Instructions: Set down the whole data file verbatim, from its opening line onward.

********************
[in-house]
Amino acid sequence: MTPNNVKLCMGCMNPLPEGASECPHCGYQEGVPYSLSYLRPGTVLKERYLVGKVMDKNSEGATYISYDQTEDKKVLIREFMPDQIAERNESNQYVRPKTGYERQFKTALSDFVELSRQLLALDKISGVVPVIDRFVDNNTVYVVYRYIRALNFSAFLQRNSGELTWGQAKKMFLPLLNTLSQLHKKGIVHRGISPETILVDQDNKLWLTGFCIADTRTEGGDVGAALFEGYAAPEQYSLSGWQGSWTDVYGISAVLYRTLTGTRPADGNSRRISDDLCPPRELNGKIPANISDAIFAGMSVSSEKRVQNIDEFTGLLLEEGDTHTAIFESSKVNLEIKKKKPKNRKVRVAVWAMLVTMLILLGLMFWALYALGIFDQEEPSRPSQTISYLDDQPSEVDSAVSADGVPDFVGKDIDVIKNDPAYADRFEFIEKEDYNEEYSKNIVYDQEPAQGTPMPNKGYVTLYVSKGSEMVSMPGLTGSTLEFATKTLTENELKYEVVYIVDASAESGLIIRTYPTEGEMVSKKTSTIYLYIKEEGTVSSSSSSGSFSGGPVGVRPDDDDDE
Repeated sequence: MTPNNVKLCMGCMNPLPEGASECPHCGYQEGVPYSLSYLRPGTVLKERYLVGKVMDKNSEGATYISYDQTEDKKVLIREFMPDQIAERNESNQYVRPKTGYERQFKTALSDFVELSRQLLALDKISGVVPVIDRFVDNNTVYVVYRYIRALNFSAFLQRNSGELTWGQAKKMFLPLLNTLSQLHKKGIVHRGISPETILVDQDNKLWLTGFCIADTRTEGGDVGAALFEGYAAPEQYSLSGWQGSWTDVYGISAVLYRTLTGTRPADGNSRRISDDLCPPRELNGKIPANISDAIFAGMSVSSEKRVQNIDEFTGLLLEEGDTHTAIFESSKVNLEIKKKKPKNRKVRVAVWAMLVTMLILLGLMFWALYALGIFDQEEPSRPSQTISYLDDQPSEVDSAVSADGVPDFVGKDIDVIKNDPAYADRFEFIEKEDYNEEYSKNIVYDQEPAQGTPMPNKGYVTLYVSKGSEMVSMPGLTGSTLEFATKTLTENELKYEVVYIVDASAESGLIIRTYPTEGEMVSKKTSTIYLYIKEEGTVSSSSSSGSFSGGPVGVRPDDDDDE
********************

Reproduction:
[in-house]
Amino acid sequence: MTPNNVKLCMGCMNPLPEGASECPHCGYQEGVPYSLSYLRPGTVLKERYLVGKVMDKNSEGATYISYDQTEDKKVLIREFMPDQIAERNESNQYVRPKTGYERQFKTALSDFVELSRQLLALDKISGVVPVIDRFVDNNTVYVVYRYIRALNFSAFLQRNSGELTWGQAKKMFLPLLNTLSQLHKKGIVHRGISPETILVDQDNKLWLTGFCIADTRTEGGDVGAALFEGYAAPEQYSLSGWQGSWTDVYGISAVLYRTLTGTRPADGNSRRISDDLCPPRELNGKIPANISDAIFAGMSVSSEKRVQNIDEFTGLLLEEGDTHTAIFESSKVNLEIKKKKPKNRKVRVAVWAMLVTMLILLGLMFWALYALGIFDQEEPSRPSQTISYLDDQPSEVDSAVSADGVPDFVGKDIDVIKNDPAYADRFEFIEKEDYNEEYSKNIVYDQEPAQGTPMPNKGYVTLYVSKGSEMVSMPGLTGSTLEFATKTLTENELKYEVVYIVDASAESGLIIRTYPTEGEMVSKKTSTIYLYIKEEGTVSSSSSSGSFSGGPVGVRPDDDDDE
Repeated sequence: MTPNNVKLCMGCMNPLPEGASECPHCGYQEGVPYSLSYLRPGTVLKERYLVGKVMDKNSEGATYISYDQTEDKKVLIREFMPDQIAERNESNQYVRPKTGYERQFKTALSDFVELSRQLLALDKISGVVPVIDRFVDNNTVYVVYRYIRALNFSAFLQRNSGELTWGQAKKMFLPLLNTLSQLHKKGIVHRGISPETILVDQDNKLWLTGFCIADTRTEGGDVGAALFEGYAAPEQYSLSGWQGSWTDVYGISAVLYRTLTGTRPADGNSRRISDDLCPPRELNGKIPANISDAIFAGMSVSSEKRVQNIDEFTGLLLEEGDTHTAIFESSKVNLEIKKKKPKNRKVRVAVWAMLVTMLILLGLMFWALYALGIFDQEEPSRPSQTISYLDDQPSEVDSAVSADGVPDFVGKDIDVIKNDPAYADRFEFIEKEDYNEEYSKNIVYDQEPAQGTPMPNKGYVTLYVSKGSEMVSMPGLTGSTLEFATKTLTENELKYEVVYIVDASAESGLIIRTYPTEGEMVSKKTSTIYLYIKEEGTVSSSSSSGSFSGGPVGVRPDDDDDE